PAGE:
Tigers 5, Angels 3

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ANAHEIM, Calif. (AP)—Craig Monroe wasn’t thinking about Troy Percival’s 305 career saves and four All-Star appearances when he came to the plate in the ninth inning.

All Monroe was looking for was a pitch he could send past a drawn-infield with a runner at third base and one out. He got it, and drove in the go-ahead run to help the Detroit Tigers beat the Anaheim Angels 5-3 on Friday night.

“I’m not going to take anything away from what he’s done,” Monroe said of Percival. “He’s had a great big league career and his arm’s saved a bunch of games, but I don’t care who’s out there. I’m not trying to focus on the pitcher. I’m going to focus on me and being relaxed and giving myself the best chance.”

Brandon Inge broke out of a 6-for-36 rut by going 4-for-4 with three RBIs, helping end Anaheim’s 11-game home winning streak against the Tigers.

“I played Brandon tonight because I wanted him at third base on this fast field,” manager Alan Trammell said. “They’re an aggressive team offensively, so I just felt more comfortable with Brandon at third. His offense was a bonus.”

Esteban Yan (2-3) allowed two runs and four hits in two innings of relief, but picked up the victory. Ugueth Urbina pitched a perfect ninth for his 20th save.

Rondell White led off the ninth with a double against Percival (2-3) and Monroe looped a single to right-center to put Detroit back in front. Inge followed with a bloop single to right that sent Monroe to third and Nook Logan followed with a sacrifice fly.

After pinch-hitter Curtis Pride led off the seventh with a single against Detroit starter Jeremy Bonderman, Yan relieved and surrendered a two-out triple by Vladimir Guerrero that sliced the Tigers’ lead to 3-2.

The Tigers committed three errors, one of which led to the tying run in the eighth.

Robb Quinlan beat out an infield hit up the middle with two outs in the eighth, advanced on Yan’s wild pitch and scored from second when second baseman Omar Infante tried to make an impossible play on Jeff DaVanon’s slow-bouncing hit up the middle. Infante made an off-balance, sidearmed throw past first baseman Carlos Pena.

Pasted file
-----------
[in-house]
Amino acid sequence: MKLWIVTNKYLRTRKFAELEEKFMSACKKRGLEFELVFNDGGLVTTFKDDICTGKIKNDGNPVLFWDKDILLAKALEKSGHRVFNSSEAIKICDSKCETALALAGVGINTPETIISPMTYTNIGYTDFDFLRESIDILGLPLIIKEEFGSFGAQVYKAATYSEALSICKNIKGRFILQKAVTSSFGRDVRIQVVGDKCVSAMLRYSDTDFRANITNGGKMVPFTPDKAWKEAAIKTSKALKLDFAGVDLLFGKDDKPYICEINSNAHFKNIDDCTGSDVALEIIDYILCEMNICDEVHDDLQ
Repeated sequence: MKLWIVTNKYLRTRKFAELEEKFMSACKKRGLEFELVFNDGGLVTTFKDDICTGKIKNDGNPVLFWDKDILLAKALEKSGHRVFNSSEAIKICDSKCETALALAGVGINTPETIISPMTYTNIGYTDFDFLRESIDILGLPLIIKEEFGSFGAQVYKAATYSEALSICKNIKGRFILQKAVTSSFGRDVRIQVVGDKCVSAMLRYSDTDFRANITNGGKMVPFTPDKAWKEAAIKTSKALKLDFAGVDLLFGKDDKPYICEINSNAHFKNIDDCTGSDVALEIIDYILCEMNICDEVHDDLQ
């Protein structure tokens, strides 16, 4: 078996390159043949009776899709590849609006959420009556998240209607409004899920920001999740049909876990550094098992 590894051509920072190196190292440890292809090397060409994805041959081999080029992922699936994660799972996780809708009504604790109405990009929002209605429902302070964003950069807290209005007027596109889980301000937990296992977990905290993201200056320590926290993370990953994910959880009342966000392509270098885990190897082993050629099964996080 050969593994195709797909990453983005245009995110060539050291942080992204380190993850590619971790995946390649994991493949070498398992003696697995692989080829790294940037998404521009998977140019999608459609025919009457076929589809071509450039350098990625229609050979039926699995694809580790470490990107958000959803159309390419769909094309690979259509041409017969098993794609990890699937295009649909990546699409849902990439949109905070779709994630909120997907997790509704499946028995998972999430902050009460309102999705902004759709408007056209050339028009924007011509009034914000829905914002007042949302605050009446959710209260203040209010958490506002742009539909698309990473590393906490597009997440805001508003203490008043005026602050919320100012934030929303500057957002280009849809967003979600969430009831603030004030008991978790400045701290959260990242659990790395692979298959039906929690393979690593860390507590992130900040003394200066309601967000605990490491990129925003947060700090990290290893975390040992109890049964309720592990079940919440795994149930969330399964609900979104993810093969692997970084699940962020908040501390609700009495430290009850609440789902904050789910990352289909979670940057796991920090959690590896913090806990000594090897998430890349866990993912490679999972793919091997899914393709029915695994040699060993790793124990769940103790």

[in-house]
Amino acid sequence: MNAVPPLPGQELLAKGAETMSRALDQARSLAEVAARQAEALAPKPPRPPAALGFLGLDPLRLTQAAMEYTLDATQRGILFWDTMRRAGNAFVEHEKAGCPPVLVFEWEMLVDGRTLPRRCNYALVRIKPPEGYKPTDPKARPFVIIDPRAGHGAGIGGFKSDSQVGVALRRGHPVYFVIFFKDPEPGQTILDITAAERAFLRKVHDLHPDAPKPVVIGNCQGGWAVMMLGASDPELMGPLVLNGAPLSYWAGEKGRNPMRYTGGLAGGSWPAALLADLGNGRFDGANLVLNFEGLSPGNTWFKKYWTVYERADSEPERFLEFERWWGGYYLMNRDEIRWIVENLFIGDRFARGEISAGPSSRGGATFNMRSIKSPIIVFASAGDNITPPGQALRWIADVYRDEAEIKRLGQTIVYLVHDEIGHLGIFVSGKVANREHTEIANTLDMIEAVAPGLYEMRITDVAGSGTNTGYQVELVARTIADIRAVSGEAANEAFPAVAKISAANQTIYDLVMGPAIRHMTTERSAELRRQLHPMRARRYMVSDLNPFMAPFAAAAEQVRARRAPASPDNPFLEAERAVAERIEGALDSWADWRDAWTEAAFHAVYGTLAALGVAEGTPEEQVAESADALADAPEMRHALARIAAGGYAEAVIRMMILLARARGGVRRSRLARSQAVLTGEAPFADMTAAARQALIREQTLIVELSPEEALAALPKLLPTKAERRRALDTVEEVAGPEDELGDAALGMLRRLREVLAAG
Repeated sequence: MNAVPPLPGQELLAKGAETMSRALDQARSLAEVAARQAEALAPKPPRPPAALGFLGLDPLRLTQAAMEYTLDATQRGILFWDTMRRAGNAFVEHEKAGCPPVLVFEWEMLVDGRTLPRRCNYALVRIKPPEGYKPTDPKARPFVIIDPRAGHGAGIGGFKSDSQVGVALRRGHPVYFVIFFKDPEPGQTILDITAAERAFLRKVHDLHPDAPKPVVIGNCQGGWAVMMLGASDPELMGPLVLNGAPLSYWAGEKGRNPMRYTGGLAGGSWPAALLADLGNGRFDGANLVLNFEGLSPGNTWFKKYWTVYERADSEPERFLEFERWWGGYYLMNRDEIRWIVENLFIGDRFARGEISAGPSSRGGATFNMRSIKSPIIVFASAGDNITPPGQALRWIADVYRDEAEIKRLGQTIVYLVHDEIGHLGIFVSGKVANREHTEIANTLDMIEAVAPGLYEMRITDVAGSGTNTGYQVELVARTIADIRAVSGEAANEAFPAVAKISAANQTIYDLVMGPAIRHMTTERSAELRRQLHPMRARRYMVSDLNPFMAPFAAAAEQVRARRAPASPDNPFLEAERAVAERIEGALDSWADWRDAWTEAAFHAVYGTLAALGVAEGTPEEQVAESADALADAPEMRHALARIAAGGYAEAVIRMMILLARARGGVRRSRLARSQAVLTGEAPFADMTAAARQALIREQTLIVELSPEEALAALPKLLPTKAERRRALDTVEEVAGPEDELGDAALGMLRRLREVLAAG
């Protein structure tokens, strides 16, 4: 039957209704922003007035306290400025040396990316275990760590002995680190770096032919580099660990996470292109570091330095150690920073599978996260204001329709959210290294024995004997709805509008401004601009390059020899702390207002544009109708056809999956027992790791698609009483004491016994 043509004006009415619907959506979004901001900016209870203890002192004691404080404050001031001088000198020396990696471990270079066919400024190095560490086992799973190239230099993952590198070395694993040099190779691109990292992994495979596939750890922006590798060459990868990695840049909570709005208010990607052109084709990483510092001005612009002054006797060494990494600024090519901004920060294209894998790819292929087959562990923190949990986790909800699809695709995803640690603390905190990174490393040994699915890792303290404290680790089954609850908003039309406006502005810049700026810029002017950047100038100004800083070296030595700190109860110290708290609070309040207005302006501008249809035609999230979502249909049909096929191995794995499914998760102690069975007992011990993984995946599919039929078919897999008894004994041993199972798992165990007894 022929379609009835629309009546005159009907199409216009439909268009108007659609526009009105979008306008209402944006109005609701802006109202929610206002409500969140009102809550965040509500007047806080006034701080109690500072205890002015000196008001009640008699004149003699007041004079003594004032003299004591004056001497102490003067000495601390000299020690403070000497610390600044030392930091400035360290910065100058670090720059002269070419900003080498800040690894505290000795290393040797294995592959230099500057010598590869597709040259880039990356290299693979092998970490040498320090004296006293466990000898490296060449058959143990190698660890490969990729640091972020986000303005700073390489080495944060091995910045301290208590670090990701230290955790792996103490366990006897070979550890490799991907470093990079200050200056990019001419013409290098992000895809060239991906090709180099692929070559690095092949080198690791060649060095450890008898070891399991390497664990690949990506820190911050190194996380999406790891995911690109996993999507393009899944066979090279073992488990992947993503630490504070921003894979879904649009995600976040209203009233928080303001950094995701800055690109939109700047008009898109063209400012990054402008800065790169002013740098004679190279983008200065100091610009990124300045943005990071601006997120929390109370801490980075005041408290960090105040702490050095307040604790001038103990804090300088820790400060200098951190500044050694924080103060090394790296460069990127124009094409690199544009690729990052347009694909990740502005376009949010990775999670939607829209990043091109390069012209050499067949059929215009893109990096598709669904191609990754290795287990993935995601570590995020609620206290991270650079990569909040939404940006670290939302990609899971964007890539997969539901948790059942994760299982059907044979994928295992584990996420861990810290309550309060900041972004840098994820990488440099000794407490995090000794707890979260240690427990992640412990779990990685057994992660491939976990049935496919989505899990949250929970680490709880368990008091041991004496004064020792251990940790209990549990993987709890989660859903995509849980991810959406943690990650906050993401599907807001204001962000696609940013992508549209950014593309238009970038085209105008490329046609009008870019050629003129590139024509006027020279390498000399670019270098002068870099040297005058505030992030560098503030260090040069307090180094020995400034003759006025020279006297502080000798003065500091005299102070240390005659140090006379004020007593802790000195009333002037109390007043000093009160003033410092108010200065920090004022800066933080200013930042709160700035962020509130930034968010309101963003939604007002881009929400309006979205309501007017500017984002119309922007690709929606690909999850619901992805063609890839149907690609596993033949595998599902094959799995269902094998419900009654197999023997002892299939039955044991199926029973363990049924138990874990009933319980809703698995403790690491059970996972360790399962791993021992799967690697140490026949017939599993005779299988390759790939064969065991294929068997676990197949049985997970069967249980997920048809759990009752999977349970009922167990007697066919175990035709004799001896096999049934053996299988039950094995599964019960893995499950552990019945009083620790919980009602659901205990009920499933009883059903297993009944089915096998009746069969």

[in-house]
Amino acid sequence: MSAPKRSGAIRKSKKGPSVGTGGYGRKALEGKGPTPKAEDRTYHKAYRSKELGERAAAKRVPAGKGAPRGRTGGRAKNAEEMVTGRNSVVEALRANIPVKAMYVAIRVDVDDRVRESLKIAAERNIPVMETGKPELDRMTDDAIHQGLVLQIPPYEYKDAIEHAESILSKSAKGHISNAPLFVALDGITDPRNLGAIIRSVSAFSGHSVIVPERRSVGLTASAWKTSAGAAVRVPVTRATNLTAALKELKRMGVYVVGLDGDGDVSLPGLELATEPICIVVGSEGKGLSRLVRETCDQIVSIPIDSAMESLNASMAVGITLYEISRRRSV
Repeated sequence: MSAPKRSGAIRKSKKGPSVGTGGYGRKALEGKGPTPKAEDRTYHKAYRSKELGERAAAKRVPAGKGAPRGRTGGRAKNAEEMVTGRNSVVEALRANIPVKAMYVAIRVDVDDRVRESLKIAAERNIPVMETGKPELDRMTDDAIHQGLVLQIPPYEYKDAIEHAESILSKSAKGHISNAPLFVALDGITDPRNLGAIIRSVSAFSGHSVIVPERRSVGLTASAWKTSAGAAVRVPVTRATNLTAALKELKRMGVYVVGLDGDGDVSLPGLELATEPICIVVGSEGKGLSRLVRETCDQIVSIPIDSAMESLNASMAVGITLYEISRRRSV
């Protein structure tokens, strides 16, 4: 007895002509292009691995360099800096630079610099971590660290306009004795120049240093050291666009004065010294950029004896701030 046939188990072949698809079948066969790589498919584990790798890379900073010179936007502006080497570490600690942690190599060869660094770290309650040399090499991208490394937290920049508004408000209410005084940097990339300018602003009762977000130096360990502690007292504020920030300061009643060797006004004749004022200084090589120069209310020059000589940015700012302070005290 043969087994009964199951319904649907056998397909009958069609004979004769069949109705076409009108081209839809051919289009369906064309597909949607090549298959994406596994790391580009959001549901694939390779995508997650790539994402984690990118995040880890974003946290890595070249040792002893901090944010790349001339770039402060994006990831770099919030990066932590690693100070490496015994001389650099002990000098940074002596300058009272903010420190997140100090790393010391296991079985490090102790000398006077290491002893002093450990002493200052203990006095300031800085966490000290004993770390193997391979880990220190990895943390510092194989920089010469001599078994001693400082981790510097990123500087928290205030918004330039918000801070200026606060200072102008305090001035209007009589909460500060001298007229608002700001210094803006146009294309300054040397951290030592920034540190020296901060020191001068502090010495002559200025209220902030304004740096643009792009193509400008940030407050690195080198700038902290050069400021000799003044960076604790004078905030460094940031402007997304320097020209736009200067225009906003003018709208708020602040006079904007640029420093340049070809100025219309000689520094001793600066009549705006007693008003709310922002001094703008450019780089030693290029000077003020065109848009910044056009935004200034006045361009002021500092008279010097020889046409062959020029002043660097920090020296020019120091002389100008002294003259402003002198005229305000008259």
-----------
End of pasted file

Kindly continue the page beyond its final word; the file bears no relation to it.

“I don’t blame him for throwing the ball,” Trammell said. “It’s a tough play, but this is the big leagues, and great plays are part of the equation when you’re a major league player. If he makes a good throw, he’s out.”

Bonderman allowed two runs on six hits and struck out five in six-plus innings, but he made things tougher on himself with two errors.

In the second, Bonderman dropped a short toss from Pena on a grounder to first base by DaVanon, putting runners at the corners with one out. Bonderman responded by fanning Josh Paul and retiring David Eckstein on a fly to right field, but the pitcher’s second error led to an unearned run in the fifth.

Chone Figgins bunted to the right of the mound and Bonderman made a high overhand flip past Pena for a two-base error. Guerrero lined the next pitch past Bonderman’s glove and into center field to drive in Figgins and cut Detroit’s lead to 2-1.

The right-hander hadn’t allowed an unearned run this season in 116 1-3 innings entering the game. Last year as a rookie, 18 of the 118 runs he gave up were unearned. His two errors against the Angels equaled the number his teammates committed behind him over his previous 14 starts.

“On the second one, I just kind of panicked a little bit and just threw it away,” Bonderman said. “You can’t give these guys extra outs.”

Inge opened the scoring in the second, getting the green light from Trammell on 3-0 with two out and hitting a two-out, two-run double after a single by White and a walk to Pena.

Inge chased John Lackey with an RBI single that extended Detroit’s lead to 3-1 after Monroe doubled and advanced on a wild pitch.

Anaheim stranded a runner at third base in three of the first four innings. Jose Guillen struck out with two men in scoring position to end the first, and Paul did likewise in the fourth.

“I just wanted to keep the ball down and let them let themselves out. And when I needed a strikeout, I got it,” Bonderman said. “I was able to make good pitches when I had to.”

Lackey gave up three runs and seven hits in 5 1-3 innings, striking out seven and walking four.

“I felt like I had some of the best stuff I’ve had all year,” Lackey said. “My breaking ball felt good and my changeup was good, but they put together a couple of good at-bats against me.”


The Tigers left the bases loaded three times, including the eighth, when Brendan Donnelly relieved Scot Shields and struck out cleanup hitter Dmitri Young. … Darin Erstad stole second in the second inning, making him 13-for-13 this season, and robbed Monroe of an RBI double in the seventh with a diving stop inside the first base line.

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